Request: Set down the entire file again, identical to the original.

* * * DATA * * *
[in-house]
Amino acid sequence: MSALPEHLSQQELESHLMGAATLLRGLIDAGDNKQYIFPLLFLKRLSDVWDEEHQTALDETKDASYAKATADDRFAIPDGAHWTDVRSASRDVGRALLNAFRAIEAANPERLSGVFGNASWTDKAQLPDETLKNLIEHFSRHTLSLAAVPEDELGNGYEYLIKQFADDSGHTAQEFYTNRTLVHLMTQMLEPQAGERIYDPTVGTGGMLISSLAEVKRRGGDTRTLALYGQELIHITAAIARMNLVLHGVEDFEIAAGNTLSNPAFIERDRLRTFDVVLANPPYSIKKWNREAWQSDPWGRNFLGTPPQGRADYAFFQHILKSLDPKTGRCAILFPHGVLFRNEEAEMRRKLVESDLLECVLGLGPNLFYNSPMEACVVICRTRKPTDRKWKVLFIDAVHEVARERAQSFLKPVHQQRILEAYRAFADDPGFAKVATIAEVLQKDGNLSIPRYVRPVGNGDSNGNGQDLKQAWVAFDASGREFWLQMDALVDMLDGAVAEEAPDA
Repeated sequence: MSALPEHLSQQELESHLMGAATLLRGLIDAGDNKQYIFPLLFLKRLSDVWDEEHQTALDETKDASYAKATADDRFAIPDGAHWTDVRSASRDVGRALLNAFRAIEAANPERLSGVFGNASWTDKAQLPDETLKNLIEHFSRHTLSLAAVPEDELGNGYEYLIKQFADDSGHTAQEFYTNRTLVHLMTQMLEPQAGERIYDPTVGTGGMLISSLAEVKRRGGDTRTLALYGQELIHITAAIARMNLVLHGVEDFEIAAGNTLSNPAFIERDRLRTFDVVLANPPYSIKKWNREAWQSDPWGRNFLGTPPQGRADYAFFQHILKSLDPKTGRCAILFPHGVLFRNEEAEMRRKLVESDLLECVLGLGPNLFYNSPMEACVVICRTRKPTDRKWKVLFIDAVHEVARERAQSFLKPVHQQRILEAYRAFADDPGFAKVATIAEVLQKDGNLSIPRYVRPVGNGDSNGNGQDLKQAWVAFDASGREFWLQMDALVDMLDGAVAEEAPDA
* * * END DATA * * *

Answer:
[in-house]
Amino acid sequence: MSALPEHLSQQELESHLMGAATLLRGLIDAGDNKQYIFPLLFLKRLSDVWDEEHQTALDETKDASYAKATADDRFAIPDGAHWTDVRSASRDVGRALLNAFRAIEAANPERLSGVFGNASWTDKAQLPDETLKNLIEHFSRHTLSLAAVPEDELGNGYEYLIKQFADDSGHTAQEFYTNRTLVHLMTQMLEPQAGERIYDPTVGTGGMLISSLAEVKRRGGDTRTLALYGQELIHITAAIARMNLVLHGVEDFEIAAGNTLSNPAFIERDRLRTFDVVLANPPYSIKKWNREAWQSDPWGRNFLGTPPQGRADYAFFQHILKSLDPKTGRCAILFPHGVLFRNEEAEMRRKLVESDLLECVLGLGPNLFYNSPMEACVVICRTRKPTDRKWKVLFIDAVHEVARERAQSFLKPVHQQRILEAYRAFADDPGFAKVATIAEVLQKDGNLSIPRYVRPVGNGDSNGNGQDLKQAWVAFDASGREFWLQMDALVDMLDGAVAEEAPDA
Repeated sequence: MSALPEHLSQQELESHLMGAATLLRGLIDAGDNKQYIFPLLFLKRLSDVWDEEHQTALDETKDASYAKATADDRFAIPDGAHWTDVRSASRDVGRALLNAFRAIEAANPERLSGVFGNASWTDKAQLPDETLKNLIEHFSRHTLSLAAVPEDELGNGYEYLIKQFADDSGHTAQEFYTNRTLVHLMTQMLEPQAGERIYDPTVGTGGMLISSLAEVKRRGGDTRTLALYGQELIHITAAIARMNLVLHGVEDFEIAAGNTLSNPAFIERDRLRTFDVVLANPPYSIKKWNREAWQSDPWGRNFLGTPPQGRADYAFFQHILKSLDPKTGRCAILFPHGVLFRNEEAEMRRKLVESDLLECVLGLGPNLFYNSPMEACVVICRTRKPTDRKWKVLFIDAVHEVARERAQSFLKPVHQQRILEAYRAFADDPGFAKVATIAEVLQKDGNLSIPRYVRPVGNGDSNGNGQDLKQAWVAFDASGREFWLQMDALVDMLDGAVAEEAPDA